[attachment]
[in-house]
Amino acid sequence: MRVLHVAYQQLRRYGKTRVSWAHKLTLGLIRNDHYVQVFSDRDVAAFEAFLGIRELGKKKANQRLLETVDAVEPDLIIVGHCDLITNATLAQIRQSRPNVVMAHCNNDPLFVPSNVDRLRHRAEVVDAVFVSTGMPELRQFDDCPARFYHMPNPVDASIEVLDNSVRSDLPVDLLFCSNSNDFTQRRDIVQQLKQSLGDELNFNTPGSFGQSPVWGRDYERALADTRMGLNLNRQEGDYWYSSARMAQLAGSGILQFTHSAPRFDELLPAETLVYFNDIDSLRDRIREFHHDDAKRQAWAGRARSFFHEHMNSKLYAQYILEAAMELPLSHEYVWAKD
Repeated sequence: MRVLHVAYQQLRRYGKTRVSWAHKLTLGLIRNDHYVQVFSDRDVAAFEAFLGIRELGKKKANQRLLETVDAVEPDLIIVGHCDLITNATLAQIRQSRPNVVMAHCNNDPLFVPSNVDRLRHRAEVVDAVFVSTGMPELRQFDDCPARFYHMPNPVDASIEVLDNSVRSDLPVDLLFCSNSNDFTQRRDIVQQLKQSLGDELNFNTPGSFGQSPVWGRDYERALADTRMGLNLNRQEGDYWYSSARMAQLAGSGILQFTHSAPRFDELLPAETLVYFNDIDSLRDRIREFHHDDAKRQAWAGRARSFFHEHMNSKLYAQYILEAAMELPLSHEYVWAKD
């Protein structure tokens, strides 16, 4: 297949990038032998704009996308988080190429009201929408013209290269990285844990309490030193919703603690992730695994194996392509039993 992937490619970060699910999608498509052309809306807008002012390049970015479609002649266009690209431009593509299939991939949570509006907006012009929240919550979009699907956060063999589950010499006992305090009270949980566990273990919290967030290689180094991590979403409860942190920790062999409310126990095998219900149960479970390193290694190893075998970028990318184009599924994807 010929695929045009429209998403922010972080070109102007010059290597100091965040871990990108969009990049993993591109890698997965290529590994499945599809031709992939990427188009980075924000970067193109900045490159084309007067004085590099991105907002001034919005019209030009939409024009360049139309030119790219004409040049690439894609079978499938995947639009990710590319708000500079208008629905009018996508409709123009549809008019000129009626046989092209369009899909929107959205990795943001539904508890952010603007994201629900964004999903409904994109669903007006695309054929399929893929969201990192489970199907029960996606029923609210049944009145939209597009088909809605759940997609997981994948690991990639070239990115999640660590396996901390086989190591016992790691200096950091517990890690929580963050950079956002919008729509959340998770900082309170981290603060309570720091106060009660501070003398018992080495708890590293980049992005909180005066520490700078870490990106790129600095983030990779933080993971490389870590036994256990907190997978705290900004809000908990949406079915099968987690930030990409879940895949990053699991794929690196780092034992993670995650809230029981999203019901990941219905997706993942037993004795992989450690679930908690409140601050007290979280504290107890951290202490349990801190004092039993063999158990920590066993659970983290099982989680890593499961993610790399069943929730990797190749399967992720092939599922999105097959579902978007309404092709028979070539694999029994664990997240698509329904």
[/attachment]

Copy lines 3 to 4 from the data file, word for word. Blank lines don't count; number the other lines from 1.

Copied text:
Repeated sequence: MRVLHVAYQQLRRYGKTRVSWAHKLTLGLIRNDHYVQVFSDRDVAAFEAFLGIRELGKKKANQRLLETVDAVEPDLIIVGHCDLITNATLAQIRQSRPNVVMAHCNNDPLFVPSNVDRLRHRAEVVDAVFVSTGMPELRQFDDCPARFYHMPNPVDASIEVLDNSVRSDLPVDLLFCSNSNDFTQRRDIVQQLKQSLGDELNFNTPGSFGQSPVWGRDYERALADTRMGLNLNRQEGDYWYSSARMAQLAGSGILQFTHSAPRFDELLPAETLVYFNDIDSLRDRIREFHHDDAKRQAWAGRARSFFHEHMNSKLYAQYILEAAMELPLSHEYVWAKD
């Protein structure tokens, strides 16, 4: 297949990038032998704009996308988080190429009201929408013209290269990285844990309490030193919703603690992730695994194996392509039993 992937490619970060699910999608498509052309809306807008002012390049970015479609002649266009690209431009593509299939991939949570509006907006012009929240919550979009699907956060063999589950010499006992305090009270949980566990273990919290967030290689180094991590979403409860942190920790062999409310126990095998219900149960479970390193290694190893075998970028990318184009599924994807 010929695929045009429209998403922010972080070109102007010059290597100091965040871990990108969009990049993993591109890698997965290529590994499945599809031709992939990427188009980075924000970067193109900045490159084309007067004085590099991105907002001034919005019209030009939409024009360049139309030119790219004409040049690439894609079978499938995947639009990710590319708000500079208008629905009018996508409709123009549809008019000129009626046989092209369009899909929107959205990795943001539904508890952010603007994201629900964004999903409904994109669903007006695309054929399929893929969201990192489970199907029960996606029923609210049944009145939209597009088909809605759940997609997981994948690991990639070239990115999640660590396996901390086989190591016992790691200096950091517990890690929580963050950079956002919008729509959340998770900082309170981290603060309570720091106060009660501070003398018992080495708890590293980049992005909180005066520490700078870490990106790129600095983030990779933080993971490389870590036994256990907190997978705290900004809000908990949406079915099968987690930030990409879940895949990053699991794929690196780092034992993670995650809230029981999203019901990941219905997706993942037993004795992989450690679930908690409140601050007290979280504290107890951290202490349990801190004092039993063999158990920590066993659970983290099982989680890593499961993610790399069943929730990797190749399967992720092939599922999105097959579902978007309404092709028979070539694999029994664990997240698509329904």